The UCU’s annual equality conference took place from 13 to 15 November in Manchester.
A statement released by Jim Thakoordin, who describes himself as the union’s longest-serving black member, said there was “an outburst and walkout at the beginning of the conference by 75 per cent of black delegates present” on 14 November.
The former college principal said he was refused permission to speak about a statement released under the name of “black members of UCU” and distributed at the conference.
The statement says that there are “nearly 11,000 Black members within the UCU representing over 10 per cent of the union membership and contributing around £1 million towards the UCU annually”.
But the statement accuses the union of having “ignored various reports, petitions, letters and representations” from the Black Members’ Standing Committee. There is “no trust or confidence in the UCU’s commitment towards fighting racism at the workplace and eradicating institutional racism from its structures and services”, it added.
The statement demands “that the UCU and NEC leadership take race issues seriously, implement ALL Congress motions; train, use and support Black caseworkers; set up Regional Black Members’ Networks; ensure that Black members are represented at least proportionately within all the UCU structures; treat the BMSC decisions and advice seriously; put into practice its anti-racist strategies and policies; challenge workplace institutions to end the workplace cycle of discrimination and let it be known that the UCU is committed to eradicating racial discrimination, bullying, harassment and victimisation at work and within the UCU”.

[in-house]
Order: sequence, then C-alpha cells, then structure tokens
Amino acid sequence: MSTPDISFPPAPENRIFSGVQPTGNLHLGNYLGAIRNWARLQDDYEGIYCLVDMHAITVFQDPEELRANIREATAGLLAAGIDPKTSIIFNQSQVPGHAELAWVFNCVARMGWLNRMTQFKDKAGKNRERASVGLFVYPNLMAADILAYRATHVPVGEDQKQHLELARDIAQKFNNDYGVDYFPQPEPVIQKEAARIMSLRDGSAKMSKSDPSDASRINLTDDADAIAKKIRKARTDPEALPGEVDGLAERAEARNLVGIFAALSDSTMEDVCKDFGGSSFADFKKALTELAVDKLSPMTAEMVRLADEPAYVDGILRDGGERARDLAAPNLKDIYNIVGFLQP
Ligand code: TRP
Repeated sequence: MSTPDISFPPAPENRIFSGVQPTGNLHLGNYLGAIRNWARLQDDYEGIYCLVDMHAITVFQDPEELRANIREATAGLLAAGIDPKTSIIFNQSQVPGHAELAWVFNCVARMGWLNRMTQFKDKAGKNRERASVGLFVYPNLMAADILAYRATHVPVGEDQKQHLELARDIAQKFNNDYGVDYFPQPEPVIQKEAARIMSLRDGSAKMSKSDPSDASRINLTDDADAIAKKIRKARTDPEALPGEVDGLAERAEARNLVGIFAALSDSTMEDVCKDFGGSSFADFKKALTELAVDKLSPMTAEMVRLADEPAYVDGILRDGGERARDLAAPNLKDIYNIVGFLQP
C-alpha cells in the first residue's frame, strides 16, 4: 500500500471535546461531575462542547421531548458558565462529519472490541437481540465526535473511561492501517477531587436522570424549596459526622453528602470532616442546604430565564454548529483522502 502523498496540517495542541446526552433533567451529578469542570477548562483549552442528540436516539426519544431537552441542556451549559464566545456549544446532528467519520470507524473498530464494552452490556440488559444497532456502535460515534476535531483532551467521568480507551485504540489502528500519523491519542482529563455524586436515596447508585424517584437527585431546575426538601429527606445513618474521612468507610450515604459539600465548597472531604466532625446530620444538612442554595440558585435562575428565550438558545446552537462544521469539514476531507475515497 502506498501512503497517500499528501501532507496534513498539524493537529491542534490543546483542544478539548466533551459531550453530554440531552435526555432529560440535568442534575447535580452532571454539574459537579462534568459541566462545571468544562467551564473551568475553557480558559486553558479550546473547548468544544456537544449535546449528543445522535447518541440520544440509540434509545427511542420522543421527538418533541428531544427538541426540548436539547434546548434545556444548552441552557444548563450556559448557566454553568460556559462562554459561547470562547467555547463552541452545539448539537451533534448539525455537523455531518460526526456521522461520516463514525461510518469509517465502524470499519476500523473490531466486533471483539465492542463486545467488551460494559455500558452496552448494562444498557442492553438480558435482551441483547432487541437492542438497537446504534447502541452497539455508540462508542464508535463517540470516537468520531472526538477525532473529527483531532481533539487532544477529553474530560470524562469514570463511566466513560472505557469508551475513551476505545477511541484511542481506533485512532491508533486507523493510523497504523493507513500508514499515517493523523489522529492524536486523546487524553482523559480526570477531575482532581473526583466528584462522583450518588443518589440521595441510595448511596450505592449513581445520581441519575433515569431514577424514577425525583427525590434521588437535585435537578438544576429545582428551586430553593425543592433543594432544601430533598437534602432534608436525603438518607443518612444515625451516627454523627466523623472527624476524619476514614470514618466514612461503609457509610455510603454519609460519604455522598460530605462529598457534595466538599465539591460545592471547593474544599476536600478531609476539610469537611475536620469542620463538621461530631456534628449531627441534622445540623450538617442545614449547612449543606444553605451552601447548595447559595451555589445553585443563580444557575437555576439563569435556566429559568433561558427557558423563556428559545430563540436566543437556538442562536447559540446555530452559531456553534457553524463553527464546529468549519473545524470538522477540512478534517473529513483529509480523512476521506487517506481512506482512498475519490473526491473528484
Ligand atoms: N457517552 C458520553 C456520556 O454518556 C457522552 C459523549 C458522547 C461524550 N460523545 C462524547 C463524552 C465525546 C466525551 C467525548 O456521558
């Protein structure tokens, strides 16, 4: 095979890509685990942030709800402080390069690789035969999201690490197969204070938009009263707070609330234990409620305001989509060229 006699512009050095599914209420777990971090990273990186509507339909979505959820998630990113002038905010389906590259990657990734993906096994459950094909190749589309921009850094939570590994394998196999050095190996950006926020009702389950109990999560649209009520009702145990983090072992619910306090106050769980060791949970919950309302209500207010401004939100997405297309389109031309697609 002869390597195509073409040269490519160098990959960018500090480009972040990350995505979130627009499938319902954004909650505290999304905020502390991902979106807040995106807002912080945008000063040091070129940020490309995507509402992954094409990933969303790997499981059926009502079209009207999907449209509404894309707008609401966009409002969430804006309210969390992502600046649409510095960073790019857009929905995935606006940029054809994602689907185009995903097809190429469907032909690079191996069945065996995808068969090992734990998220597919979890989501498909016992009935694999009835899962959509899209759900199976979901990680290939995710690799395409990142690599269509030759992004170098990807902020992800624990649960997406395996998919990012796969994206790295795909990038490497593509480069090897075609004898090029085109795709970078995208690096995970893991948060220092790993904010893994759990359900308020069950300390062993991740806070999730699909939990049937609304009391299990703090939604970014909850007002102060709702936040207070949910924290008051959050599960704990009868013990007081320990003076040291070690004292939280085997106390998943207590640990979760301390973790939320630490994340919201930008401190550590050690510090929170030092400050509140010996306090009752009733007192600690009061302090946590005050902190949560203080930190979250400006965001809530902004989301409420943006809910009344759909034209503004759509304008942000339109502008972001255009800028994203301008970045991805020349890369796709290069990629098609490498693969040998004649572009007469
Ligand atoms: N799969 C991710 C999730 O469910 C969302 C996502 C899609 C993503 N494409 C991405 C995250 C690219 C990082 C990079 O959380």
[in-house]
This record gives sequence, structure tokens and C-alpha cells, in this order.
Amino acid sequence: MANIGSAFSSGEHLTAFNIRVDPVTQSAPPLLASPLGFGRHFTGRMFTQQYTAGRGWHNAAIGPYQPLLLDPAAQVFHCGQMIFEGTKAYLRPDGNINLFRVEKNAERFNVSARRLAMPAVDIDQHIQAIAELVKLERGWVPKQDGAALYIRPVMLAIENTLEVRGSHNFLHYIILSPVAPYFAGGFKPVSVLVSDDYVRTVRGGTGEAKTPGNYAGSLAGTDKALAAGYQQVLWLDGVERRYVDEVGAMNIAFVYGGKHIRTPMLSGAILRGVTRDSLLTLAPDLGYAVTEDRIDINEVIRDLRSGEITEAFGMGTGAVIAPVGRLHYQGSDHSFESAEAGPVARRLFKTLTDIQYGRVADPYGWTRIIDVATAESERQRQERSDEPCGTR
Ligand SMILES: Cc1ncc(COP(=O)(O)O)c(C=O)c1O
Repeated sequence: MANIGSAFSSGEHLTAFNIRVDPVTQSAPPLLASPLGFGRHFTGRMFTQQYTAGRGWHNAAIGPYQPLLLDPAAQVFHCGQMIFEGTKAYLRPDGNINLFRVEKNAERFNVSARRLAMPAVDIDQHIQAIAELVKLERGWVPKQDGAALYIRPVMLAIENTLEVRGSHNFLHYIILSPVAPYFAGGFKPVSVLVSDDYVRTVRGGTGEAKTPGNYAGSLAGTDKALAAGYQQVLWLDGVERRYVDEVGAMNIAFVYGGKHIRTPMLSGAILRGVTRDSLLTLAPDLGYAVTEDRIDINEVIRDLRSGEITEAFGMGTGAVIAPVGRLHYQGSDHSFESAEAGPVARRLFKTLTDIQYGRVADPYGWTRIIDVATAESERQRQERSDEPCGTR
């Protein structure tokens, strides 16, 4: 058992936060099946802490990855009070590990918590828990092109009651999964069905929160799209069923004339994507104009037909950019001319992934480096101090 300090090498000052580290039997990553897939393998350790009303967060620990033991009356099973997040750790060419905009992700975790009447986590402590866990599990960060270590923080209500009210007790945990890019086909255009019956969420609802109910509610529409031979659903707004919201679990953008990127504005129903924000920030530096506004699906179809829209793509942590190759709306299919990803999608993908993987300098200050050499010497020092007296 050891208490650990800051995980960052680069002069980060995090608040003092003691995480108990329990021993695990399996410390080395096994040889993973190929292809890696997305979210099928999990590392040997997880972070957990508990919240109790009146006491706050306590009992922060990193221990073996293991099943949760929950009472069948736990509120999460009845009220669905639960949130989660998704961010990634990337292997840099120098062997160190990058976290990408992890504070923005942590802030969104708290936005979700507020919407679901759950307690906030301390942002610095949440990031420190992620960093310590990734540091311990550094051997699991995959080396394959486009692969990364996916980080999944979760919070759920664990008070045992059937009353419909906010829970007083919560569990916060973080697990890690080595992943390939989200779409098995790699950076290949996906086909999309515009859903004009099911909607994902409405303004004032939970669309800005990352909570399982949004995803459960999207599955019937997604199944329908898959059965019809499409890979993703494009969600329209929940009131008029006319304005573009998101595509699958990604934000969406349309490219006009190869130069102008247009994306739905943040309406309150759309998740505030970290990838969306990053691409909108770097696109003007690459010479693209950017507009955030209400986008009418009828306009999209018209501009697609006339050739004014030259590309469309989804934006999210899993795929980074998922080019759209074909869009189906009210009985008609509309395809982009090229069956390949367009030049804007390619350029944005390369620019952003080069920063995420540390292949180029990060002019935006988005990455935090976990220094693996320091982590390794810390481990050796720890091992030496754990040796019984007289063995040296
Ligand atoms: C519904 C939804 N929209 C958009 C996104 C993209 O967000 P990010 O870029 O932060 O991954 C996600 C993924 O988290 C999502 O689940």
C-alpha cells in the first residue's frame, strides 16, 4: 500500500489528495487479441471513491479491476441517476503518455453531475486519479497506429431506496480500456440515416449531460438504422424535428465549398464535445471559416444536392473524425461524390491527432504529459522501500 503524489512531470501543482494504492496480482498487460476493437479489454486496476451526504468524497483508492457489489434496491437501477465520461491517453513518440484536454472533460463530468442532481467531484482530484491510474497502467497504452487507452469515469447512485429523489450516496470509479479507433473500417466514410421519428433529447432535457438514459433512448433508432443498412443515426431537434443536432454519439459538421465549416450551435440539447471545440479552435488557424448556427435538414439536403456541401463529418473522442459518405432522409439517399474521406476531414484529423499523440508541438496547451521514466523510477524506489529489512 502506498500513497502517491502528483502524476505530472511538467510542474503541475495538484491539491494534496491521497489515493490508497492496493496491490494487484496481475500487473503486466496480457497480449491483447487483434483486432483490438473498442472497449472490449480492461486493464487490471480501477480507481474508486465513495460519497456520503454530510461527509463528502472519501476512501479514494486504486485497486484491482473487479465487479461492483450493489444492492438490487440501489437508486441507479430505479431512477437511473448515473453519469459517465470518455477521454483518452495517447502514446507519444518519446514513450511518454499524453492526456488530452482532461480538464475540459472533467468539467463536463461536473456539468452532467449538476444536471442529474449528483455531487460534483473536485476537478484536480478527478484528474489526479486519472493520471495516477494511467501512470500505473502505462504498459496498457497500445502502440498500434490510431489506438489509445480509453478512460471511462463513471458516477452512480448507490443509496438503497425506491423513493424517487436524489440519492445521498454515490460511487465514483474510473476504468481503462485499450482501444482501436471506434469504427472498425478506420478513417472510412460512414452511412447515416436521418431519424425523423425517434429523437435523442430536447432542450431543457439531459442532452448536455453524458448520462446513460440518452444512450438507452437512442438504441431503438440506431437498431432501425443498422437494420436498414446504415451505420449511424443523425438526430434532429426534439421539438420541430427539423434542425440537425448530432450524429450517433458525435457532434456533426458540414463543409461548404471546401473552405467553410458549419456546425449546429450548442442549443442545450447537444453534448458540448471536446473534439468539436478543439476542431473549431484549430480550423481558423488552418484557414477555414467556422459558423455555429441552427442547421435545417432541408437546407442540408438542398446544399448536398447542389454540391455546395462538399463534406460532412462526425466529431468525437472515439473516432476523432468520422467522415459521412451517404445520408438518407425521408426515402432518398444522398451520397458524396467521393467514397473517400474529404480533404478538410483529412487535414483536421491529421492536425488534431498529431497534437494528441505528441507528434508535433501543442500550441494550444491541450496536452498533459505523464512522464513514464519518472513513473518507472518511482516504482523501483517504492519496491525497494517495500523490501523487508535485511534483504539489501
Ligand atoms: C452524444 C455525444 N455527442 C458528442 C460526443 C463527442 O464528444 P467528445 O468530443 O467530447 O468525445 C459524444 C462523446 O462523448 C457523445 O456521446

According to Mr Thakoordin “conference centre staff and security were called” after the chair refused him permission to speak. “Formal proceedings were suspended while some black members were removed from the hall,” he said.
He continued: “The majority of black members remaining in the hall walked out in solidarity and as a protest against the chair’s ruling that restricted any opportunity to speak on the issues highlighted in their paper. They stayed out of the conference hall in protest during the Secretary General Sally Hunt’s address, returning to the hall for the keynote address and the rest of the conference.”
A UCU spokesman said: “UCU doesn’t comment on internal events. We strongly defend our record in standing up for all our members, including highlighting the continuing discrimination many black members face in the workplace.”